God longs for us…

“You need not seek God here or there,
God is no further than the door of your heart;
there God stands patiently awaiting whoever is
ready to open up and let him in.

No need to call to God from afar:
God can hardly wait for you to open up.

God longs for you a thousand times more
than you long for Him: the opening and entering are a single act.”

~ Meister Eckhart, Taken from The German Sermons

Messy Faith, Messy God

When I talk about God and faith, I do not come at it from an angel of certainty, ‘rightness’ or an attitude of “I’ve arrived so you should get with the Program.” I come at my faith and experience of God rather from points and places of doubt, uncertainty, openness and hope (and not so much on that last one).

It is important to me that I strive for awareness and transparency when speaking and writing and living out spiritual ideas and ideals; people that are honest and messy are much more of turn on to me than people with neat, pat answers. Regardless of where I am in my journey with God, people who are so certain about the rightness of their beliefs have always left a bitter taste in my mouth.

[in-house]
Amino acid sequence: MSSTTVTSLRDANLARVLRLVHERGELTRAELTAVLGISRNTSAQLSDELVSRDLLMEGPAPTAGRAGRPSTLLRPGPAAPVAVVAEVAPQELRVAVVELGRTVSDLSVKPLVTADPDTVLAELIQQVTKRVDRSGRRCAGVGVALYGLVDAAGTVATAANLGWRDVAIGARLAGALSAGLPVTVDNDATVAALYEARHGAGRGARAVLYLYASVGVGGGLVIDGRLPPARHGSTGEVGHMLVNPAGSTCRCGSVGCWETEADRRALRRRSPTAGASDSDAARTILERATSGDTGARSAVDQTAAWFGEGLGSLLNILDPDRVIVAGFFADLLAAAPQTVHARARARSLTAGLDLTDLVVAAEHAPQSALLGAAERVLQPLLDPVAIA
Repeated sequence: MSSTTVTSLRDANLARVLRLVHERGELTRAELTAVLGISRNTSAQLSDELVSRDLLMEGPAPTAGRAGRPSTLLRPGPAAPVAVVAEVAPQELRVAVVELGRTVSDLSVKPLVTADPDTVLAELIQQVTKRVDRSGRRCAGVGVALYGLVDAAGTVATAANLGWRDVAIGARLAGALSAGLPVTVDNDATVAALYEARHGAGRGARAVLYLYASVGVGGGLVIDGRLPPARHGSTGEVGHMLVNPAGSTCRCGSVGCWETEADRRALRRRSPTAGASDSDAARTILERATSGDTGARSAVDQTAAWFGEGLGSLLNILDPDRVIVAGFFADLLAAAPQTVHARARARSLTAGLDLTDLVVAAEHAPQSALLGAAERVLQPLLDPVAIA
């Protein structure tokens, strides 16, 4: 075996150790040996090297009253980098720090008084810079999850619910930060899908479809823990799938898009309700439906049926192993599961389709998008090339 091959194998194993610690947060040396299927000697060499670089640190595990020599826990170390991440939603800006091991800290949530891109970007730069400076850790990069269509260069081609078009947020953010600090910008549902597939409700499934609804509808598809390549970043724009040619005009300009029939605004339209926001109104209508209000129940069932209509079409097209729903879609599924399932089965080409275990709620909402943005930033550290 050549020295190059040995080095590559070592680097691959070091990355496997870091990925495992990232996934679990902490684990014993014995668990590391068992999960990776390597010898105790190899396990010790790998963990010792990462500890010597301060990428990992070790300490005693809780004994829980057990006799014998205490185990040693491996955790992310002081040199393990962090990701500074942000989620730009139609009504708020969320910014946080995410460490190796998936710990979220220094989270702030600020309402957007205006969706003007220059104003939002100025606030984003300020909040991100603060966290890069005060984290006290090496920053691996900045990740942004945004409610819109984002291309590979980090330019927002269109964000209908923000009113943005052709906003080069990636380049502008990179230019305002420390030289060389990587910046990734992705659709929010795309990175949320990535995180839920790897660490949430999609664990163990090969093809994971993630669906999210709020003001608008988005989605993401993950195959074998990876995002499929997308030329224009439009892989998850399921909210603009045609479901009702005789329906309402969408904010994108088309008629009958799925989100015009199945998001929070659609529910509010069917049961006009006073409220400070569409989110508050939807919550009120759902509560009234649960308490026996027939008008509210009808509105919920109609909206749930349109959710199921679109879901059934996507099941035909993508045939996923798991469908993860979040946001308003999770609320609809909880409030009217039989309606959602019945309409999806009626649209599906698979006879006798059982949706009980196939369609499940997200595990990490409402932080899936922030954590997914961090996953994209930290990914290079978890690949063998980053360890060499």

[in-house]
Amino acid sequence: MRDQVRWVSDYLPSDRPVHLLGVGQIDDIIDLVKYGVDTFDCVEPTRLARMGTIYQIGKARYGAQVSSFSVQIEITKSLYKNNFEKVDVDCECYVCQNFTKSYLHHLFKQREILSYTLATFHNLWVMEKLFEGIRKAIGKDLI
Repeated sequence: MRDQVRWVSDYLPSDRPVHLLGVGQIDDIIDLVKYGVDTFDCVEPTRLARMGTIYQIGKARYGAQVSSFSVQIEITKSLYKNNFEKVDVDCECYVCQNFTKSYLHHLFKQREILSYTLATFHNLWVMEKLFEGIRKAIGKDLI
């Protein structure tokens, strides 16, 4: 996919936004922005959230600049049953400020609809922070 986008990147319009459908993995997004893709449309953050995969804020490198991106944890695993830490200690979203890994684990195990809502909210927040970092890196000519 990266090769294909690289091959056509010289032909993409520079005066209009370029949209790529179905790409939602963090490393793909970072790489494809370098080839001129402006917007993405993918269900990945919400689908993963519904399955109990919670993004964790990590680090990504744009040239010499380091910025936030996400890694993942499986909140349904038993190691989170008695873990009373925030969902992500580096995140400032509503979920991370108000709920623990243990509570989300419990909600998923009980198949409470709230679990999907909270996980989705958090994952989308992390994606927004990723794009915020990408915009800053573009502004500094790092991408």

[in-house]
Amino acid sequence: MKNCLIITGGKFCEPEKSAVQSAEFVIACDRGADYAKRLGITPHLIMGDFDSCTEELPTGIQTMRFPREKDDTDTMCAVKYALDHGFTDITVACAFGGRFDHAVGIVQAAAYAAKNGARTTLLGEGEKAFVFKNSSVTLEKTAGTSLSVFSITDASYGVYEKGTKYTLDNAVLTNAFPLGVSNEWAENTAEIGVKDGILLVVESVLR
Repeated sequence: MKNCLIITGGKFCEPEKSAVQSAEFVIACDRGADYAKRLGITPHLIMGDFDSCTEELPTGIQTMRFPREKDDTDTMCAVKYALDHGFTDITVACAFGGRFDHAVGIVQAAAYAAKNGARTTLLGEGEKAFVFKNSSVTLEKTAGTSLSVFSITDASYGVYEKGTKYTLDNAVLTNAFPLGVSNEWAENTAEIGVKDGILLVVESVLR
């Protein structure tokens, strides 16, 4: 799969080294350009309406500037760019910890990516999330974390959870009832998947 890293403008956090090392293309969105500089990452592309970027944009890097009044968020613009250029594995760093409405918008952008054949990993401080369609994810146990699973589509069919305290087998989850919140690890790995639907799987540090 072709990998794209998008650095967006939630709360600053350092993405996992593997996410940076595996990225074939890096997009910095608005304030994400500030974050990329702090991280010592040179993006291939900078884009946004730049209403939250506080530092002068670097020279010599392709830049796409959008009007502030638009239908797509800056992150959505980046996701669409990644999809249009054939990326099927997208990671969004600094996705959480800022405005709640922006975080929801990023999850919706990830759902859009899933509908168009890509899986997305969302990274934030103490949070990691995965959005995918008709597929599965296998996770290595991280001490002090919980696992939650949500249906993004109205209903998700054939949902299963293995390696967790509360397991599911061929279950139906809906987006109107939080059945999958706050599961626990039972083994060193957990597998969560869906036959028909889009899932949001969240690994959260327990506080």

I’ve said it before and I’ll say it again: my faith is messier than most. I’m grateful God is as well.

I know my last blog sounds like I’m giving up on God but truthfully what I was trying to communicate is that the “security” of some of the beliefs I have long held as ‘untouchable’ are crumbling away. And in their stead is nothing…for now. That is not to say that I will remain in that place, because like nature, I too abhor a vacuum – an empty vacuous space where nothing exists, not even God. Now I do not confuse the need for emptiness and emptying (what I am going through now a self emptying – kenosis) with vacuous space; one is a process the other is a perpetual state.

Sooner or later that which is dying in me will be resurrected into something new, something more real than anything I’ve ever experienced before. I know God is…and I know God is not done with me yet, this I do trust.

My faith is being peeled back, like an onion, reveling what is and is not real, what is dead and what lives.

Rob Bell, in his wonderfully clarifying work What We Talk About When We Talk About God, said that his experience of God is summed up in three little, yet transformative, words: with, for, ahead.

Bell sums up my messy faith by challenging my ‘tribal’ conceptions of God, namely that God is on our side, for us and us alone, out to smash all those who are not part of my tribe. I have grown weary of a God like this. This tribal God is no longer a God worth loving or following; this tribal God is more like a favorite football team than a eternal loving Being.